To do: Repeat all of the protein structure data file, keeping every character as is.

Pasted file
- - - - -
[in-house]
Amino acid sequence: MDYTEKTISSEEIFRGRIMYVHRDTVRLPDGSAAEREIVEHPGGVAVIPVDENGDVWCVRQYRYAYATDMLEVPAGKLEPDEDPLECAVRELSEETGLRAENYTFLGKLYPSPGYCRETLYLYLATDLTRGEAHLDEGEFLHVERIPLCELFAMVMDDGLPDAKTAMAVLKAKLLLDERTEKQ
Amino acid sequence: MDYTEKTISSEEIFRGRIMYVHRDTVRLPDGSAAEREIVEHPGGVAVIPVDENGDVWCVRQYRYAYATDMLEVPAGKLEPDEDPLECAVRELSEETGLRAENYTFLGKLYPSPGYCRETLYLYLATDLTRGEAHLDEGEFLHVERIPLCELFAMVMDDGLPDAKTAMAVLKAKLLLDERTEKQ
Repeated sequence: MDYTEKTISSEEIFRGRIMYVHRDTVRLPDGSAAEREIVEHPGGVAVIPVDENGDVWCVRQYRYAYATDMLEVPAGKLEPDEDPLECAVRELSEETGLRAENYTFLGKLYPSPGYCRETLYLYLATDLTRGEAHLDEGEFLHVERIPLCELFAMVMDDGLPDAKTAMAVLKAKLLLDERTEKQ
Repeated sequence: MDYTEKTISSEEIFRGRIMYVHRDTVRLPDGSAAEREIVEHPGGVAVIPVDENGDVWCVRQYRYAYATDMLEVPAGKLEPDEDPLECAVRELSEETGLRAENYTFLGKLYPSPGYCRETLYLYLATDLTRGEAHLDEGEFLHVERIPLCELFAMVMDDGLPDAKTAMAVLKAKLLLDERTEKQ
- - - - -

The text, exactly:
[in-house]
Amino acid sequence: MDYTEKTISSEEIFRGRIMYVHRDTVRLPDGSAAEREIVEHPGGVAVIPVDENGDVWCVRQYRYAYATDMLEVPAGKLEPDEDPLECAVRELSEETGLRAENYTFLGKLYPSPGYCRETLYLYLATDLTRGEAHLDEGEFLHVERIPLCELFAMVMDDGLPDAKTAMAVLKAKLLLDERTEKQ
Amino acid sequence: MDYTEKTISSEEIFRGRIMYVHRDTVRLPDGSAAEREIVEHPGGVAVIPVDENGDVWCVRQYRYAYATDMLEVPAGKLEPDEDPLECAVRELSEETGLRAENYTFLGKLYPSPGYCRETLYLYLATDLTRGEAHLDEGEFLHVERIPLCELFAMVMDDGLPDAKTAMAVLKAKLLLDERTEKQ
Repeated sequence: MDYTEKTISSEEIFRGRIMYVHRDTVRLPDGSAAEREIVEHPGGVAVIPVDENGDVWCVRQYRYAYATDMLEVPAGKLEPDEDPLECAVRELSEETGLRAENYTFLGKLYPSPGYCRETLYLYLATDLTRGEAHLDEGEFLHVERIPLCELFAMVMDDGLPDAKTAMAVLKAKLLLDERTEKQ
Repeated sequence: MDYTEKTISSEEIFRGRIMYVHRDTVRLPDGSAAEREIVEHPGGVAVIPVDENGDVWCVRQYRYAYATDMLEVPAGKLEPDEDPLECAVRELSEETGLRAENYTFLGKLYPSPGYCRETLYLYLATDLTRGEAHLDEGEFLHVERIPLCELFAMVMDDGLPDAKTAMAVLKAKLLLDERTEKQ